\framebox[\textwidth]{\parbox{\textwidth}{
\begin{center}
\begin{tabbing}
{\sf void eval(} \= {\sf int n,m,} \hspace{1.0 in}\= // number of independents and dependents\\
\> {\sf double *px,} \> // independent passive variable vector \\
\> {\sf double *py,} \> // dependent passive variable vector \\
\> {\sf int *k,} \> // integer parameters \\
\> {\sf double *z)} \> // parameter vector \\
{\sf \{}\hspace{0.1 in}\= \> // beginning of function body \\
\>{\sf short int tag = 0;} \> // tape array and/or tape file specifier\\
\>{\sf trace\_on(tag);} \> // start tracing \\
\>{\sf adouble *x, *y;} \> // declare active variable pointers \\
\>{\sf x = new adouble[n];}\>// declare active independent variables \\
\>{\sf y = new adouble[m];} \> // declare active dependent variables \\
\>{\sf for (int i=0; i \boldmath $<$ \unboldmath n; i++)} \\
\>\hspace{0.2in} {\sf x[i] \boldmath $\ll=$ \unboldmath px[i];} \> // select independent variables \\
\>{\sf adouble t = 0;} \> // local variable declaration \\
\>{\sf for (int i=0; i \boldmath $<$ \unboldmath n; i++)} \> // begin crunch \\
\>\hspace{0.2in}{\sf t += z[i]*x[i];} \> // continue crunch \\
\>{\sf $\cdots \cdots \cdots \cdots $} \> // continue crunch \\
\>{\sf $\cdots \cdots \cdots \cdots $} \> // continue crunch \\
\>{\sf y[m-1] = t/m; } \> // end crunch as before\\
\>{\sf for (int j=0; j \boldmath $<$ \unboldmath m; j++)} \\
\>\hspace{0.2in}{\sf y[j] \boldmath $\gg=$ \unboldmath py[j];} \> // select dependent variables \\
\>{\sf delete[] y;} \>// delete dependent active variables \\
\>{\sf delete[] x;} \>// delete independent active variables \\
\>{\sf trace\_off();} \> // complete tape \\
{\sf \}} \>\> // end of function
\end{tabbing}
\end{center}}}
\caption{Activated version of the code listed in \autoref{code1}}
\label{adolcexam}
\end{figure}
%
%++++++++++++++++++++++++++++++++++++++++++++++++++++++++++++++++
\subsection{Overloaded Operators and Functions}
\label{OverOper}
%
As in the subprogram discussed above, the actual computational
statements of a C(++) code need not be altered for the purposes of
automatic differentiation. All arithmetic operations, as well as the
comparison and assignment operators, are overloaded, so any or all of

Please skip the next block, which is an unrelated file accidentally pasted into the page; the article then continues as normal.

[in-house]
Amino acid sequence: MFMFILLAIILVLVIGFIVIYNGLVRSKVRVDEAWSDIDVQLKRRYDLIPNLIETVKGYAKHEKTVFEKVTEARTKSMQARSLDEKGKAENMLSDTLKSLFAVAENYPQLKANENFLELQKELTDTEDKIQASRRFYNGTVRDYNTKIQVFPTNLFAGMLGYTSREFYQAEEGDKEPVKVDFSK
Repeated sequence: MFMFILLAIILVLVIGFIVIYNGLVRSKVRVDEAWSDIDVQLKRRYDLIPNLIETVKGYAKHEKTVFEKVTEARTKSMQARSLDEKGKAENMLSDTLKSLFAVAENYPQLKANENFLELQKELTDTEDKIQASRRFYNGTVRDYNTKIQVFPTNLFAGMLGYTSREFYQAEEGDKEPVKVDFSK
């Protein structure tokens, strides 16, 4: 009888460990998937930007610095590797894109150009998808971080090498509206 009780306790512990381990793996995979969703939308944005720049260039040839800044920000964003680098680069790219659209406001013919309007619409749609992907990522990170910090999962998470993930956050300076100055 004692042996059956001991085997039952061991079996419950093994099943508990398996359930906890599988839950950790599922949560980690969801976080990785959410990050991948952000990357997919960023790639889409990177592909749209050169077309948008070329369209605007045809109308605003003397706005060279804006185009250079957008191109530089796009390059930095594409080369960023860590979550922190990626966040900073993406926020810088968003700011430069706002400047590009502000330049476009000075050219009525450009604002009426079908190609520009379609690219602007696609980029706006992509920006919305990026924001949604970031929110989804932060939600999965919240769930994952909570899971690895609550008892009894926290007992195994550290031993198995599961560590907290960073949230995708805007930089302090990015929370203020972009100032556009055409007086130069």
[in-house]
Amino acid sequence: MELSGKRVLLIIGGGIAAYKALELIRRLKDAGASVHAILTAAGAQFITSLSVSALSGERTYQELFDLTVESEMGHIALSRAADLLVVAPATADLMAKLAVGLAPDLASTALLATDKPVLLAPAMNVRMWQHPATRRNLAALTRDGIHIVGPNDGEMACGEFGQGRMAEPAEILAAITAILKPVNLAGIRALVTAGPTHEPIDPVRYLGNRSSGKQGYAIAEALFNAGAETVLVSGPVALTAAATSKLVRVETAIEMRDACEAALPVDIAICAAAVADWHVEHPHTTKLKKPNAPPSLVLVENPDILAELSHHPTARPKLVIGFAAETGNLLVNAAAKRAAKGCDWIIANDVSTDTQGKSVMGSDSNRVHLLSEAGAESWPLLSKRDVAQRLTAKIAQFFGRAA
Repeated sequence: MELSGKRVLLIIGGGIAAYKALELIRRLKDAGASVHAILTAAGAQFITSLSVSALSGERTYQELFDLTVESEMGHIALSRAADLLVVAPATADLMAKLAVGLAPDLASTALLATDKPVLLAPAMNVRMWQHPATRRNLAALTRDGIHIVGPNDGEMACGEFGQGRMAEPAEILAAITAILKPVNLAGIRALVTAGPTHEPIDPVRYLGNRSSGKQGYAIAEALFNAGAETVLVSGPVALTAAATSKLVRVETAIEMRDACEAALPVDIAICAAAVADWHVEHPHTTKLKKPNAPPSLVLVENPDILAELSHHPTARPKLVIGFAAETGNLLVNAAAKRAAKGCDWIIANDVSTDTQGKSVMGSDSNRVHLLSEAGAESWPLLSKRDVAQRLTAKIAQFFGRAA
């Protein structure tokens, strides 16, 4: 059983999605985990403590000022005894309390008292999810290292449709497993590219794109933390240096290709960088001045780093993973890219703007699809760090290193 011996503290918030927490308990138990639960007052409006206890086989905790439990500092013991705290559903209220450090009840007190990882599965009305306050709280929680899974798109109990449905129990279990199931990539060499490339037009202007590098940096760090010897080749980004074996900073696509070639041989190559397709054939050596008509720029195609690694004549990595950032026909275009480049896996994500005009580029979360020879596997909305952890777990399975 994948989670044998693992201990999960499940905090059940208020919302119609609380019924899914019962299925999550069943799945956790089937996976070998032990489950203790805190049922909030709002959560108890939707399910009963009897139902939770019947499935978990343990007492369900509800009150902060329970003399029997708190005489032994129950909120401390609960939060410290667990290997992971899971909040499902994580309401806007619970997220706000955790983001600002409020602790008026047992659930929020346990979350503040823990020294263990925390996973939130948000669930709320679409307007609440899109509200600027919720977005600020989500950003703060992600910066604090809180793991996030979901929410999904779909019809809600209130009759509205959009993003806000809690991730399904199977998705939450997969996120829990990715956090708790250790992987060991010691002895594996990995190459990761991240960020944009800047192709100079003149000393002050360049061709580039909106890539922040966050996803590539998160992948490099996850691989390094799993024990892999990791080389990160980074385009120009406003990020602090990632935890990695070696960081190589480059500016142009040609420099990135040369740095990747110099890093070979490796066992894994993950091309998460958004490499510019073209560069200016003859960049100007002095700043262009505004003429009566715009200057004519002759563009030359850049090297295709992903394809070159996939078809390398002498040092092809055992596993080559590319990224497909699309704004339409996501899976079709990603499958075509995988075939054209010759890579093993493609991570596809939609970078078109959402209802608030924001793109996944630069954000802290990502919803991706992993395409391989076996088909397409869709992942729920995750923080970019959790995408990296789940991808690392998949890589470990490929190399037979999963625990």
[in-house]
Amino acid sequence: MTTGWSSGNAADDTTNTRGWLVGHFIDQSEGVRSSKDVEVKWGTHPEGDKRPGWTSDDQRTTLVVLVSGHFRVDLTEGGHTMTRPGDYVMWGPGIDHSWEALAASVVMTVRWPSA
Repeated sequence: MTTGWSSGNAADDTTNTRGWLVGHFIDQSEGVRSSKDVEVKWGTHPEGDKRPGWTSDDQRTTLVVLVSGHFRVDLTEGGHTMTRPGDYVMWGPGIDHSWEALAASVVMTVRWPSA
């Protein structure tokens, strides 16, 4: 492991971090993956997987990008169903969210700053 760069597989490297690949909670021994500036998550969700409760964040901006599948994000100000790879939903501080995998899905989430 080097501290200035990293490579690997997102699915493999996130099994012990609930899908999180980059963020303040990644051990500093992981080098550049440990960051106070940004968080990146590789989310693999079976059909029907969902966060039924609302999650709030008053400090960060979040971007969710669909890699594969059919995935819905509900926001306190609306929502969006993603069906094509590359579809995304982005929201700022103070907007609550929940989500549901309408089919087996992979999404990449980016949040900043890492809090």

their operands can be an active variable. An {\sf adouble x} occurring
in a comparison operator is effectively replaced by its real value
{\sf x.value()}. Most functions contained in the ANSI C standard for
the math library are overloaded for active arguments. The only
exceptions are the non-differentiable functions {\sf fmod} and
{\sf modf}. Otherwise, legitimate C code in active sections can remain
completely unchanged, provided the direct output of active variables
is avoided. The rest of this subsection may be skipped by first time
users who are not worried about marginal issues of differentiability
and efficiency.
The modulus {\sf fabs(x)} is everywhere Lipschitz continuous but not
properly differentiable at the origin, which raises the question of
how this exception ought to be handled. Fortunately, one can easily
see that {\sf fabs(x)} and all its compositions with smooth
functions are still directionally differentiable. These
directional derivatives of arbitrary order can be propagated in the
forward mode without any ambiguity. In other words, the forward mode as
implemented in ADOL-C computes Gateaux derivatives
in certain directions, which reduce to Fr\'echet derivatives only
if the dependence on the direction is linear. Otherwise,
the directional derivatives are merely positively homogeneous with
respect to the scaling of the directions.
For the reverse mode, ADOL-C sets the derivative of {\sf fabs(x)} at
the origin somewhat arbitrarily to zero.
We have defined binary functions {\sf fmin} and {\sf fmax} for {\sf adouble}
arguments, so that function and derivative values are obtained consistent
with those of {\sf fabs} according to the identities
\[
\min(a,b) = [a+b-|a-b|]/2 \quad {\rm and} \quad
\max(a,b) = [a+b+|a-b|]/2 \quad .
\]
These relations cannot hold if either $a$ or $b$ is infinite, in which
case {\sf fmin} or {\sf fmax} and their derivatives may still be well
defined. It should be noted that the directional differentiation of
{\sf fmin} and {\sf fmax} yields at ties $a=b$ different results from
the corresponding assignment based on the sign of $a-b$. For example,
the statement
\begin{center}
{\sf if (a $<$ b) c = a; else c = b;}
\end{center}
yields for {\sf a}~=~{\sf b} and {\sf a}$^\prime < $~{\sf b}$^\prime$
the incorrect directional derivative value
{\sf c}$^\prime = $~{\sf b}$^\prime$ rather than the correct
{\sf c}$^\prime = $~{\sf a}$^\prime$. Therefore this form of conditional assignment
should be avoided by use of the function $\sf fmin(a,b)$. There
are also versions of {\sf fmin} and {\sf fmax} for two passive
arguments and mixed passive/active arguments are handled by
implicit conversion.